The Man In The High Castle Hits Way Too Close To Home With Season 2

Photo: Liane Hentscher/Amazon Prime Video.
If you're one of the millions of Americans potentially struggling with collective trauma right now, maybe hold off on watching season 2 of The Man in the High Castle. The sophomore season of the dystopian drama — which takes place in a world in which the Axis powers won World War II — is more troubling, post November 8, than it was 15 months ago, when the series premiered.

In the Amazon series, half of the United States is controlled by the Greater Nazi Reich, divided from the Japanese-controlled Pacific States of America by a neutral zone that's akin to the Wild West (nope, not Westworld). While the first season spent a lot of time focusing on those latter two regions, the new one follows its main character, Julianna Crane (Alexa Davalos), as she leaves San Francisco for New York — a.k.a. the capital of the American Reich. Her departure leads to one of the most disturbing scenes of a show that already brought us an Americanized version of the Nazi SS. (Spoilers ahead!)

In episode three, aptly titled "Travelers,"Julianna arrives in New York, seeking asylum from the Japanese Kempeitai (secret police) who believe she is acting on behalf of the resistance movement. In reality though, she has seeking answers about contraband films: These movies feature an alternate reality version of the United States in which the Allied powers won the war. (No one ever said this show wasn't complicated.)

But Julianna's immigration isn't easy. There are rules for joining the Nazi Reich, and when she finds herself unable to prove that she's a "true-blood Aryan" she is subjected to a battery of invasive tests, designed to assess whether or not she is a desirable addition to this new America.
A doctor measures her skull with metal tongs, and holds up swatches of skin tones to her face. "Olive complexion with slight tones of yellow," he declares, before asking her to disrobe. As a person of questionable racial heritage, and a woman to boot, she has no expectation of privacy or personal boundaries. The doctor pokes and prods her unapologetically, grilling her on the scars lining her back (as we learned in season one, Julianna was hit by a bus a few years prior) before x-raying her spine, her ribs, and her hips, lingering on her pelvic area.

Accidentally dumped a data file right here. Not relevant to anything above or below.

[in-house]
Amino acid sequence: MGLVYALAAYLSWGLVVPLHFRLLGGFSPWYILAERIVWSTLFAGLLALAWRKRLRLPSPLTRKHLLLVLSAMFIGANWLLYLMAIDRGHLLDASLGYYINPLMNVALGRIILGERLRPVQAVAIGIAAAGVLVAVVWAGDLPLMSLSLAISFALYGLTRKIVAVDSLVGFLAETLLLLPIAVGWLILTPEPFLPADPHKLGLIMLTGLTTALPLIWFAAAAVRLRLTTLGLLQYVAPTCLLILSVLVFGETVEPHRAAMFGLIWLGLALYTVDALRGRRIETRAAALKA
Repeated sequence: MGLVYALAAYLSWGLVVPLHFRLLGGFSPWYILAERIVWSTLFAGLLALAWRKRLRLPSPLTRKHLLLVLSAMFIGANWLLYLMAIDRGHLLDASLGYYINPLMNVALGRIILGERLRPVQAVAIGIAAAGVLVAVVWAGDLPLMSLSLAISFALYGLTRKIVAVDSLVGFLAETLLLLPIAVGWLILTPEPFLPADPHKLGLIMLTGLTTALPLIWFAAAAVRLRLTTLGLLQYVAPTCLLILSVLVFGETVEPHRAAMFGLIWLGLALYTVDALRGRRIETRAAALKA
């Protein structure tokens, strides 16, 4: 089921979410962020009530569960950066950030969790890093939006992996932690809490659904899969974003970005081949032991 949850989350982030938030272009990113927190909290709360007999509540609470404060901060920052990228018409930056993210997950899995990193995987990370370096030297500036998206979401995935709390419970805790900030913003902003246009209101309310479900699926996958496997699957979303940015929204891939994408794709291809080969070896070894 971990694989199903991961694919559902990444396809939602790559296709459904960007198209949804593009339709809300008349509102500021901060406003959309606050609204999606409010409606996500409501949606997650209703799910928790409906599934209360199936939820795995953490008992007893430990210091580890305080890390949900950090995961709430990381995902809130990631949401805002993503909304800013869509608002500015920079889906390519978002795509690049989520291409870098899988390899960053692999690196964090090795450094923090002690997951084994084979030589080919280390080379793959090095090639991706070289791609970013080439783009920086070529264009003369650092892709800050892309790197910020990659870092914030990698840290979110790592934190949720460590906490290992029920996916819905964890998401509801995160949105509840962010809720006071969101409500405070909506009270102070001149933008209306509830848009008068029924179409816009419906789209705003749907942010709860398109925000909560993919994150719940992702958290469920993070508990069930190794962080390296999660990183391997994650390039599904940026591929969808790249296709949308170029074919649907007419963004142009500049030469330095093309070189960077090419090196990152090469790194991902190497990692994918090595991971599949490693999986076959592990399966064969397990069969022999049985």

We later find out why: During her interrogation, Obergruppenführer (real word) John Smith (Rufus Sewell) asks his junior if Julianna has been cleared for entry. She has not, because of "a medical issue," which turns out to be a fractured pelvis. It's possible she won't be able to conceive, which is a problem. "For a woman your age seeking asylum, the ability to bear children is a factor," she is informed.
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Photo: Amazon Prime Video.
There are two issues in play here. The first is Julianna's genealogy — whether she is racially fit to enter the Reich. The second is her ability to bear healthy children. The two are related because Julianna wouldn't be expected to reproduce for the Reich if she herself doesn't meet the racial standards required by the regime. It's eugenics, plain and simple. Nazi America is straight, white and Christian. Anything other than that is "alien" — therefore undesirable. Women are an integral part of the plan to populate this new German territory, but only those who fit the strict ethnic and physical requirements.

A little later in the episode, Julianna is released into the custody of John Smith. They meet his wife, Helen Smith, at Julianna's new home — a dormitory for single women. Inside, a picture of Hitler hangs on the wall, with the inscription: "A woman's responsibility to the Reich is both cleanliness of body and cleanliness of home."

Translation: So-called "racially pure" women are expected to marry so-called "racially pure" men, have so-called "racially pure" sex and provide so-called "racially pure" babies while providing a so-called "racially pure" family life. Then the cycle begins again.

The villains aren't evil people, but they believe in evil things.

At its core, The Man In The High Castle is a fascinating thought experiment: What would America look like under the Nazis? But that question is actually less compelling than the one that directly precedes it in time: What would it take for Americans to become Nazis? The terrifying answer the show provides us with is: not that much.

The action of the series takes place in 1962, just 25 years after the end of the war (in this reality, World War II ends in 1947, after a bloody American civil war between those who want to keep fighting the Nazis after they've dropped an atom bomb on Washington D.C., and those who don't). Many of the characters we meet have known another system of government, another way of life. Some even fought against Germany.

And yet, they seem content under this new Nazi rule. They love their families, they support their neighbors, they have golden retrievers and white picket fences. What they don't have is diversity — racial or otherwise, democracy, or freedom of choice.

When Julianna thanks her for helping her settle in, Helen dismisses her with a wave. "Now you're someplace where people actually look out for one another," she says. It's a line that seems so delusional given the context, but she truly believes it. That's what makes The Man in The High Castle so scary. The villains aren't evil people, but they believe in evil things. And that is a takeaway worth remembering.

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